Vaping | E-Cigarettes

There is limited evidence surrounding the safety of ‘vaping’. Vaping devices, also commonly called e-cigarettes, are devices that heat liquid solutions to the point of vaporization. This vapour, which condenses into an aerosol, is then inhaled by the user through a mouthpiece, travels through the respiratory tract, and is absorbed into the bloodstream (as seen here).

While vaping is legal in B.C, the sale and consumption of vaping products is subject to legislation that regulates tobacco use (e.g. prohibits the sale of products to minors and smoking near doorways or air intakes).

Health effects

Research suggests that emissions from vaping devices could be harmful to the user as well as nearby non-users. The e-liquid and aerosol contain propylene glycol and vegetable glycerin, as well as potentially harmful substances such as:

  • Ultrafine particles that can be inhaled deep into the lungs
  • Diacetyl, a chemical found in flavourings, that can lead to “popcorn lung disease”
  • Volatile organic compounds
  • Cancer-causing chemicals, such as formaldehyde, created during the process of vaping
  • Heavy metals such as nickel, tin, and lead
  • Tetrahydrocannabinol (THC), the psychoactive ingredient in cannabis
  • Vitamin E acetate, a filler ingredient in some THC vapes that has been linked to the outbreak of lung illness in the United States
  • Nicotine, an addictive substance

Although research results vary, e-cigarette use can result in the following:

Short-term cardiovascular health effects

  • Increased heart rate
  • Increased blood pressure

Short-term respiratory health effects

  • Increased airway resistance
  • Decreased airway conductance

Long-term health effects

Research suggests that vaping increases the risk of developing chronic lung diseases such as asthma, bronchitis and emphysema. This risk is even higher for those who use both e-cigarettes and tobacco cigarettes.

Research also shows that people who use vaping products may be at a higher risk of heart disease.  Using a vaping product just once was shown to increase people’s heart rates and cause their arteries to stiffen, and may cause damage to the lining of the arteries responsible for regulating inflammation and blood clotting.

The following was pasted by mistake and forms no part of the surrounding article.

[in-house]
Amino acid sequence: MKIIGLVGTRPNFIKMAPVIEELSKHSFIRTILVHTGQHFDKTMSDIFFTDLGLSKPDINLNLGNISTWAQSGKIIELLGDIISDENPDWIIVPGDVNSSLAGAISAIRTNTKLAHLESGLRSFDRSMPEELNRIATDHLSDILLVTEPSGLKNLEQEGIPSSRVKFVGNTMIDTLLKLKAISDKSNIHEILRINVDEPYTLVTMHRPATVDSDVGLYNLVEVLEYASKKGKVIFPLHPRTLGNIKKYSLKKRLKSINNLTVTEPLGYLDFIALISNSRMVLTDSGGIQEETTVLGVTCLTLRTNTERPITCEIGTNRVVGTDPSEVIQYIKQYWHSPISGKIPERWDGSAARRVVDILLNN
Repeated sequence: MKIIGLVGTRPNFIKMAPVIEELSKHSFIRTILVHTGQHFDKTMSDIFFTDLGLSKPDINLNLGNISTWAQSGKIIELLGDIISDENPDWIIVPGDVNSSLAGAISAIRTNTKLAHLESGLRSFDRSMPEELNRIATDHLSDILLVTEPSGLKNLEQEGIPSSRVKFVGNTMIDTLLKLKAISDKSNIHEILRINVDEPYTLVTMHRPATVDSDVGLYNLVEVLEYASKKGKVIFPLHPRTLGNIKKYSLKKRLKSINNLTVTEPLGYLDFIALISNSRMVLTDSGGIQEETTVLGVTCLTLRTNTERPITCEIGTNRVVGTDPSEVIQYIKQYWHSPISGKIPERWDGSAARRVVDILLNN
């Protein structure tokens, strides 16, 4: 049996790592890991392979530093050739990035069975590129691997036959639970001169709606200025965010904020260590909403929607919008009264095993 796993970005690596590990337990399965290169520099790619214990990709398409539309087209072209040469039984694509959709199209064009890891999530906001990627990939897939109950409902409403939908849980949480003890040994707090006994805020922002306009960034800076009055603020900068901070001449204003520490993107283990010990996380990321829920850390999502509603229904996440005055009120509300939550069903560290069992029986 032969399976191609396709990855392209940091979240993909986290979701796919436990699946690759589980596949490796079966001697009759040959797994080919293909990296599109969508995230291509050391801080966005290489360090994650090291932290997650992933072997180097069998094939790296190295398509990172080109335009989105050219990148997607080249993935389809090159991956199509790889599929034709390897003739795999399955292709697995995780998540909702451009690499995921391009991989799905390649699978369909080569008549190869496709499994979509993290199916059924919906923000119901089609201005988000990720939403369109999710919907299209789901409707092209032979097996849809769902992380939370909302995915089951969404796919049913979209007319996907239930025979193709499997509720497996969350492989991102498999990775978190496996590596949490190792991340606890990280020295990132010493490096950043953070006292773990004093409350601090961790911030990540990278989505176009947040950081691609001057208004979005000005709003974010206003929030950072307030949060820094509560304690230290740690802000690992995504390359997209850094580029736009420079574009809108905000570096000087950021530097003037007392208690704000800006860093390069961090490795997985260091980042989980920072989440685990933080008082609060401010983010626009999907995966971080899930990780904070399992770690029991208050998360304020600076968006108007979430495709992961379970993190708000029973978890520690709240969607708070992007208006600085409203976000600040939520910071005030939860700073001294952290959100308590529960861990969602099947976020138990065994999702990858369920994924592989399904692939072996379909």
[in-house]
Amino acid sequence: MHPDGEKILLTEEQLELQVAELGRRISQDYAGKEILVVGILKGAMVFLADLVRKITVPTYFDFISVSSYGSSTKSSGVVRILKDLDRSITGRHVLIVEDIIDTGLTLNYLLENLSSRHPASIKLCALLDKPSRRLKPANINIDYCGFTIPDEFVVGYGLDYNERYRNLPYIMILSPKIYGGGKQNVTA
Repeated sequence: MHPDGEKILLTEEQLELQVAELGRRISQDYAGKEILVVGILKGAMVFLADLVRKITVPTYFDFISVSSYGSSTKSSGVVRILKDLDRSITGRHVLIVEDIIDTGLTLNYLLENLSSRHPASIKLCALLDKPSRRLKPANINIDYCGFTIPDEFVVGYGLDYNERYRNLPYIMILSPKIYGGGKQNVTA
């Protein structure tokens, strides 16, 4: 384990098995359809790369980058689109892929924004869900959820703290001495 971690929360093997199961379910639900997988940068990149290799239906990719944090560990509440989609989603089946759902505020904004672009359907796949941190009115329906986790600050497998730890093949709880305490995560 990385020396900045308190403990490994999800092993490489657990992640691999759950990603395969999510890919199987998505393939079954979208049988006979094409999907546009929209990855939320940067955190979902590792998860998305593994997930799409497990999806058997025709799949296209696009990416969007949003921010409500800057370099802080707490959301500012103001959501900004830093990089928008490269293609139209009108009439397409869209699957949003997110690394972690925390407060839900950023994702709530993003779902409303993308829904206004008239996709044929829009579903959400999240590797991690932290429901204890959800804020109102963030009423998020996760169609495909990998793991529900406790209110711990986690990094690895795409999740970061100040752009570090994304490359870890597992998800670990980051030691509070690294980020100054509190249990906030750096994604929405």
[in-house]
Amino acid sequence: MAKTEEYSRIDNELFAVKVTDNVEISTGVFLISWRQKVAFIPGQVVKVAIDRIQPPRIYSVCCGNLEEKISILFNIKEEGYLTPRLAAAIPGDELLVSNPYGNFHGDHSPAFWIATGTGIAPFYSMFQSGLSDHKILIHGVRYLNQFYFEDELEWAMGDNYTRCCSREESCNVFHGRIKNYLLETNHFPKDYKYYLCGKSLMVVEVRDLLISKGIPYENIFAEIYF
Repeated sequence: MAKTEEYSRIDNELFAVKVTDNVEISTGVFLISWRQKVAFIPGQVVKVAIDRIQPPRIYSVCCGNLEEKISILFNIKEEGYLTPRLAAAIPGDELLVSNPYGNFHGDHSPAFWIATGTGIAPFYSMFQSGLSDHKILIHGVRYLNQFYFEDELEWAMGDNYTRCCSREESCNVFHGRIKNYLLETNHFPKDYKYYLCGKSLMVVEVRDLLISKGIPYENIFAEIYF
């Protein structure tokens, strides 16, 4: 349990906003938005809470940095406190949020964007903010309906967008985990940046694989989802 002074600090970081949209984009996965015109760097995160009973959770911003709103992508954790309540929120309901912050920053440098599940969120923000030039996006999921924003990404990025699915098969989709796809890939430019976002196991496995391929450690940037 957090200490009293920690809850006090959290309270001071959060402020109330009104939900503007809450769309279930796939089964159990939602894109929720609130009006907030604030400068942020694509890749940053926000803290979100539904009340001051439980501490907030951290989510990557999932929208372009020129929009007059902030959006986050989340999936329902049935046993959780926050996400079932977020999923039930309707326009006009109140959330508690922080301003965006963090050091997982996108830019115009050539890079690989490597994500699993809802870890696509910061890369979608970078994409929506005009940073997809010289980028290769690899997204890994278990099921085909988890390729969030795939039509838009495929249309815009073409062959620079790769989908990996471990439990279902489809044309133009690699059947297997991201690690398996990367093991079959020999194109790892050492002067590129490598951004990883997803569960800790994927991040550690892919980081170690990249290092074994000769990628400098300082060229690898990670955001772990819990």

Struggling with cravings? Try the 4 D’s! Drink Water, Deep Breathe, Distract, Do Something Else

Risks for children and youth

Young people are especially susceptible to nicotine addiction and to the effects of other chemicals found in vaping products. Vaping products can contain flavourings such as fruit or candy-based flavours, which are popular among children and youth and contain harmful chemicals. Nicotine is known to alter brain development and can affect memory and concentration. Young people are more susceptible to nicotine addiction and vaping can cause young people to start using tobacco and other drugs.

Click here for a resource on vaping for families, created by the BC Lung Association.

Vaping and smoking cessation

Vaping is not a proven method to help you quit smoking. Safe and proven methods for smoking cessation include nicotine replacement therapy (NRT) and quit smoking medications. While investigations into vaping products and related lung and other illnesses continue, Quittin’ Time strongly recommends that you consider refraining from using vaping products.

Support to quit vaping

Quittin’ Time offers support to quit vaping. Start the conversation by chatting or calling today!

You can find out more about vaping and e-cigarettes from the following resources:

Health Canada

British Columbia Lung Association

Canadian Cancer Society

Fraser Health

BC Centre for Disease Control